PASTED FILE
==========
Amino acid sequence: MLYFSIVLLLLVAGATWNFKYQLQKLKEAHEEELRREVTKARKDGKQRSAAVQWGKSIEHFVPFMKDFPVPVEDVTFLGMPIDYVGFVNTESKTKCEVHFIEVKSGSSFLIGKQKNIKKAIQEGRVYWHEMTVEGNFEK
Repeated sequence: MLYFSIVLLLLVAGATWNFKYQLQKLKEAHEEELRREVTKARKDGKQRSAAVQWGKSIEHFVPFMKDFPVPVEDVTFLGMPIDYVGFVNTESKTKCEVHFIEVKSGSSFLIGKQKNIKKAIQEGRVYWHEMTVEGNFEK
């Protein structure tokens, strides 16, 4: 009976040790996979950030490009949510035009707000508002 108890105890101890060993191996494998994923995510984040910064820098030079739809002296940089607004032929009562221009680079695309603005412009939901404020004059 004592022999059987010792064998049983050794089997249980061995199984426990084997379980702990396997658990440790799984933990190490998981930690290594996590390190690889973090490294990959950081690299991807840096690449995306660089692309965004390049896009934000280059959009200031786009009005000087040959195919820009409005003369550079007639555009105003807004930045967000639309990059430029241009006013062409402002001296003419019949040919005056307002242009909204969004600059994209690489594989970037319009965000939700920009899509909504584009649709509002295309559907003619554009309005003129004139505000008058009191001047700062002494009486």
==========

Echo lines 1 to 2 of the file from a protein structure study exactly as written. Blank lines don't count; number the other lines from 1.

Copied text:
Amino acid sequence: MLYFSIVLLLLVAGATWNFKYQLQKLKEAHEEELRREVTKARKDGKQRSAAVQWGKSIEHFVPFMKDFPVPVEDVTFLGMPIDYVGFVNTESKTKCEVHFIEVKSGSSFLIGKQKNIKKAIQEGRVYWHEMTVEGNFEK
Repeated sequence: MLYFSIVLLLLVAGATWNFKYQLQKLKEAHEEELRREVTKARKDGKQRSAAVQWGKSIEHFVPFMKDFPVPVEDVTFLGMPIDYVGFVNTESKTKCEVHFIEVKSGSSFLIGKQKNIKKAIQEGRVYWHEMTVEGNFEK